Thursday, December 6, 2018

A Dumb Fun Sub Movie Is Better Than None: Hunter Killer

Gerard Butler (left) in Hunter Killer.

If you hadn’t already guessed from the film’s name and poster typeface, Hunter Killer is a retro action B-movie in the techno-fetishistic style of a Tom Clancy adaptation. Joe Glass (Gerard Butler) ascends from the rank and file to captain his first submarine on a mission to investigate a missing American sub, which they find sunk alongside a Russian sub. Unable to contact Russian President Zakarin (Alexander Diachenko), the U.S. sends out a Navy SEAL recon team, which discovers that Zakarin is being held captive at a Russian naval base in a coup led by war-hungry Defense Minister Durov (Mikhail Gorevoy). Naturally, the sub and the SEALs are brought together to form a mission to extract Zakarin. Needless to say, they succeed by a hair.

There are numerous resemblances to The Hunt for Red October (1990): some crew are rescued from the downed Russian sub, whose captain (the late Michael Nyqvist) proves indispensable for navigating the U.S. sub into the Russian naval base, and for getting it out in one piece; a stateside bureaucratic argument over how to deal with the coup results in both prepping for war and greenlighting the maverick rescue op, which is also headed by a black admiral (here played by Common); there’s a traitor in the Russian crew, though here it’s only a minor plot point; and, heck, the Russians even speak English amongst themselves.

That’s where the similarities end. The strategic aspect of the plot of Hunter Killer lacks the feeling of high-stakes tensiondespite the possibility of igniting World War III – nor are the characters fleshed out to any degree. The deepest the characterization goes is to make each person stake out a recognizable position, but we get nothing in the way of motivation, or personal style, or even any hint of individualizing idiosyncrasy that really sticks in the mind. Don’t think for a second that I don’t recognize Hunter Killer for the nearly uninterrupted series of clich├ęs that it is. Yet if you can look past the weak but functional script by Arne Schmidt and Jamie Moss, it can be quite engaging.

Most of the entertainment value is the result of a strong production and crew. Directed by Donovan Marsh, this is Gerard Butler’s passion project, in pre-production since 2011, and it shows. The editing by Michael J. Duthie is clean and unobtrusive. The U.S. Navy-approved production design (Jon Henson, James H. Spencer) is cinematically authentic. And Tom Marais’s camerawork is dynamic and coherent, eschewing the regrettably ubiquitous use of shaky camerawork in contemporary action films and opting instead for static shots when at rest, arc shots when in motion, and drone shots for scale and grandeur.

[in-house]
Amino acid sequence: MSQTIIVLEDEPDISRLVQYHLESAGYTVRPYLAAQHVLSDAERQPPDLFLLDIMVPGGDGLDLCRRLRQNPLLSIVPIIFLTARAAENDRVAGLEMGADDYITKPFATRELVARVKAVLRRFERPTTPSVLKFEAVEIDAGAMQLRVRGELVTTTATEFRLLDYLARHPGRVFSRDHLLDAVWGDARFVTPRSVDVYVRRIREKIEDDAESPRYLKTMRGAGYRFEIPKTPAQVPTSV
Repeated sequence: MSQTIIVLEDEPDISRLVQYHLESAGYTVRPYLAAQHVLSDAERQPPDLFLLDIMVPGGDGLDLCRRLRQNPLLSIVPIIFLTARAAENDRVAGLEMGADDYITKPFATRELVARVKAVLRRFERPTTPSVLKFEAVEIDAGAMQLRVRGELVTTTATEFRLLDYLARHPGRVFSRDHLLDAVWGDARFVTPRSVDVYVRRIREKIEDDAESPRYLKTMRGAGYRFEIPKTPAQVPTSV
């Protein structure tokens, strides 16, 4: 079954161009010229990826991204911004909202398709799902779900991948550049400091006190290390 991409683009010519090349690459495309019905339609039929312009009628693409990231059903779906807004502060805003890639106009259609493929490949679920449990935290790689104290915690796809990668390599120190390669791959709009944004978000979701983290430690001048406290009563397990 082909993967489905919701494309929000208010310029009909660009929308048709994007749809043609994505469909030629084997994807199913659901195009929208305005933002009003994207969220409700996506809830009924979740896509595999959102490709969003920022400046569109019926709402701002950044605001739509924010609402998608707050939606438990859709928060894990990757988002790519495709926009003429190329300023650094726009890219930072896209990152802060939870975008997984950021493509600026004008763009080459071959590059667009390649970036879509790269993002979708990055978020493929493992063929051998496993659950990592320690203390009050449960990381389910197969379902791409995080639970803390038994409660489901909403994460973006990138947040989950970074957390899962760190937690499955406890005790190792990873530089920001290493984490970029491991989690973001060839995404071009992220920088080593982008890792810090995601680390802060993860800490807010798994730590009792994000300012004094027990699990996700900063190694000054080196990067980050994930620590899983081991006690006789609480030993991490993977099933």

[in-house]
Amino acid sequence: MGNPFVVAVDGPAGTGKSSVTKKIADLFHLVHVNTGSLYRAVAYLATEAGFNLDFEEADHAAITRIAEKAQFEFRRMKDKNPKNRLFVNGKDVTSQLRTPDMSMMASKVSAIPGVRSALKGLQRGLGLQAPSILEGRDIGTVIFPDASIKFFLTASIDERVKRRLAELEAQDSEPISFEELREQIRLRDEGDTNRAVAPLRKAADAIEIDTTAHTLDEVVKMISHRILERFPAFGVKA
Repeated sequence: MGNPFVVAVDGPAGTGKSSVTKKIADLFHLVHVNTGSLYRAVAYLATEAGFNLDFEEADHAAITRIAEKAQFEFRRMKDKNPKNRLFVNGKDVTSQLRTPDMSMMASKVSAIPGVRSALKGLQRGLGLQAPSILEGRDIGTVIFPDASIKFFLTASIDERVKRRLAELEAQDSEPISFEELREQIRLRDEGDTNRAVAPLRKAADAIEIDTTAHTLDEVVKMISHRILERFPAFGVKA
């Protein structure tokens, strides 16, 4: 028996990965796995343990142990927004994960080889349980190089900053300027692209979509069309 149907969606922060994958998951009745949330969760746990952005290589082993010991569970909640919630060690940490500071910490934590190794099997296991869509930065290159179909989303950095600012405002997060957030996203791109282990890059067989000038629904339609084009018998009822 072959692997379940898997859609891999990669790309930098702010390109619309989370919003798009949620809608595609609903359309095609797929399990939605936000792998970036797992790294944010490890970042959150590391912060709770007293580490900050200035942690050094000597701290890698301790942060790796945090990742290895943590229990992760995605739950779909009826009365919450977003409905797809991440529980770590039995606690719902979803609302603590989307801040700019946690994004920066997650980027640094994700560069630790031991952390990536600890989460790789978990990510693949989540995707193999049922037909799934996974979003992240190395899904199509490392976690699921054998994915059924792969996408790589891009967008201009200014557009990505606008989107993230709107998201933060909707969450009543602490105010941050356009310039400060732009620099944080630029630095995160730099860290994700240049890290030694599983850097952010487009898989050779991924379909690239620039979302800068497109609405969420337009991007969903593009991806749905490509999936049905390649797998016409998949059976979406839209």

Even the acting is better than expected, featuring not only Butler (who once upon a time, it is said, displayed some acting range) but also Common, Gary Oldman as the splenetic Chairman of the Joint Chiefs of Staff, Linda Cardellini in the underwritten role of NSA analyst, and Nyqvist as Captain Andropov of the downed Russian sub, oozing gravitas and moral conflict. Unfortunately, the acting in the on-land part of the mission is blander; the SEALs are almost literally interchangeable (the only identifiable one is wounded greenhorn sniper Martinelli, played by Zane Holtz), and I only knew which one the Russian president was because he’s the only worried person in civvies.

Overall, Hunter Killer is a smooth, coherent, exciting, and improbable action film that features scenes set in a submarine. It doesn’t break new ground, but it delivers the expected with competence, which is more than can be said of many these days. One thing in particular that does stand out, and is a product of its era, is the sub’s on-board use of digital interface technology. It should be no surprise that the sea charts are now digital; what’s more surprising is that the sonar soundscape is rendered visually as well. And the ending of Red October would never pass muster today, as the torpedoes in the film come equipped with remote control capability, also aided by visualization technology. No idea if all this tech is real or was thought up merely for cinematic effect, but the visual association of digital technology with bugs and crashes kept me waiting for a nonexistent subplot involving malfunctioning and/or hacked systems that forces everyone to fall back on more traditional methods of submarining. Now that would’ve been innovative. Instead, we get the usual fire and flooding and being pinned down by a dropped torpedo. That, and the rest of the film, is just fine by me.

CJ Sheu is a PhD student of contemporary American fiction at National Taiwan Normal University, in Taipei. He also writes about films and film reviews on the side, and has been published in Bright Wall/Dark Room and Funscreen (Taiwan). Check out his blog, or hit him up on Twitter @cjthereviewer.

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